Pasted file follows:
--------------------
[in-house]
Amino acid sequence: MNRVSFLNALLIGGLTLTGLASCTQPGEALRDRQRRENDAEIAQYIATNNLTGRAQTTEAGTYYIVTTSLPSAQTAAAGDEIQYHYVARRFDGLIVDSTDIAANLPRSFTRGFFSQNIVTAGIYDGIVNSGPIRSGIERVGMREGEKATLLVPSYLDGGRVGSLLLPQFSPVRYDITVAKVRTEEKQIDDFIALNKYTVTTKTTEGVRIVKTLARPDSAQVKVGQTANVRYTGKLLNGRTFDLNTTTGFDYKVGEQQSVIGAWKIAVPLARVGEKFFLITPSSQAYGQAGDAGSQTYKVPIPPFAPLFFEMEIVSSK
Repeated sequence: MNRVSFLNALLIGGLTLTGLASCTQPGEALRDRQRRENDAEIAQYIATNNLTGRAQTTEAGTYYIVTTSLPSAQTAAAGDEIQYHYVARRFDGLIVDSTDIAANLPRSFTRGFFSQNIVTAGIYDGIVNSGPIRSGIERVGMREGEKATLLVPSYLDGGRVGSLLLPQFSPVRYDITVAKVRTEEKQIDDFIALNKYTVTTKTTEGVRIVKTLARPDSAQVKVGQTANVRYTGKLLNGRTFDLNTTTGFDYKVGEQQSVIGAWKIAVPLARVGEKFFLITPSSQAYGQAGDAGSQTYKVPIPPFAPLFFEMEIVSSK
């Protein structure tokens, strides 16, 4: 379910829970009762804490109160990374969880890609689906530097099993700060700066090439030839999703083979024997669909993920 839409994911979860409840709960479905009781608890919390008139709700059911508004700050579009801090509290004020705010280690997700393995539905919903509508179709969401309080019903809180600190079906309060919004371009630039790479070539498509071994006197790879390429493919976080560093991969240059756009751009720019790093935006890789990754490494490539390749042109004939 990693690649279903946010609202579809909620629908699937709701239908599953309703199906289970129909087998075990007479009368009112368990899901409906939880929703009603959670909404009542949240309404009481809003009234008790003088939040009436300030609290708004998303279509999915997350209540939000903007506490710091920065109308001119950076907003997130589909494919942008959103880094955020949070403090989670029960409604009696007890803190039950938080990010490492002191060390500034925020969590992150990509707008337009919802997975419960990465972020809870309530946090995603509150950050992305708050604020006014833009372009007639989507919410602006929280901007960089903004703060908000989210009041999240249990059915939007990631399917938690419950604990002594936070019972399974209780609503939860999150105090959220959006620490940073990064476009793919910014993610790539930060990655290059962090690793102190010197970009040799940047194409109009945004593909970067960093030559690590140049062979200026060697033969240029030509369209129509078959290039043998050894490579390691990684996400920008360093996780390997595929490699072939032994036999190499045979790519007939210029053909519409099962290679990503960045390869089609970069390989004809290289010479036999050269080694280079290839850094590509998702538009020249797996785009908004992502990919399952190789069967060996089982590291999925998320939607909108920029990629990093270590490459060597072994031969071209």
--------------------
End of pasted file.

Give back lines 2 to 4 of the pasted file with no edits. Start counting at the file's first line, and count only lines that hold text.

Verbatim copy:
Amino acid sequence: MNRVSFLNALLIGGLTLTGLASCTQPGEALRDRQRRENDAEIAQYIATNNLTGRAQTTEAGTYYIVTTSLPSAQTAAAGDEIQYHYVARRFDGLIVDSTDIAANLPRSFTRGFFSQNIVTAGIYDGIVNSGPIRSGIERVGMREGEKATLLVPSYLDGGRVGSLLLPQFSPVRYDITVAKVRTEEKQIDDFIALNKYTVTTKTTEGVRIVKTLARPDSAQVKVGQTANVRYTGKLLNGRTFDLNTTTGFDYKVGEQQSVIGAWKIAVPLARVGEKFFLITPSSQAYGQAGDAGSQTYKVPIPPFAPLFFEMEIVSSK
Repeated sequence: MNRVSFLNALLIGGLTLTGLASCTQPGEALRDRQRRENDAEIAQYIATNNLTGRAQTTEAGTYYIVTTSLPSAQTAAAGDEIQYHYVARRFDGLIVDSTDIAANLPRSFTRGFFSQNIVTAGIYDGIVNSGPIRSGIERVGMREGEKATLLVPSYLDGGRVGSLLLPQFSPVRYDITVAKVRTEEKQIDDFIALNKYTVTTKTTEGVRIVKTLARPDSAQVKVGQTANVRYTGKLLNGRTFDLNTTTGFDYKVGEQQSVIGAWKIAVPLARVGEKFFLITPSSQAYGQAGDAGSQTYKVPIPPFAPLFFEMEIVSSK
């Protein structure tokens, strides 16, 4: 379910829970009762804490109160990374969880890609689906530097099993700060700066090439030839999703083979024997669909993920 839409994911979860409840709960479905009781608890919390008139709700059911508004700050579009801090509290004020705010280690997700393995539905919903509508179709969401309080019903809180600190079906309060919004371009630039790479070539498509071994006197790879390429493919976080560093991969240059756009751009720019790093935006890789990754490494490539390749042109004939 990693690649279903946010609202579809909620629908699937709701239908599953309703199906289970129909087998075990007479009368009112368990899901409906939880929703009603959670909404009542949240309404009481809003009234008790003088939040009436300030609290708004998303279509999915997350209540939000903007506490710091920065109308001119950076907003997130589909494919942008959103880094955020949070403090989670029960409604009696007890803190039950938080990010490492002191060390500034925020969590992150990509707008337009919802997975419960990465972020809870309530946090995603509150950050992305708050604020006014833009372009007639989507919410602006929280901007960089903004703060908000989210009041999240249990059915939007990631399917938690419950604990002594936070019972399974209780609503939860999150105090959220959006620490940073990064476009793919910014993610790539930060990655290059962090690793102190010197970009040799940047194409109009945004593909970067960093030559690590140049062979200026060697033969240029030509369209129509078959290039043998050894490579390691990684996400920008360093996780390997595929490699072939032994036999190499045979790519007939210029053909519409099962290679990503960045390869089609970069390989004809290289010479036999050269080694280079290839850094590509998702538009020249797996785009908004992502990919399952190789069967060996089982590291999925998320939607909108920029990629990093270590490459060597072994031969071209």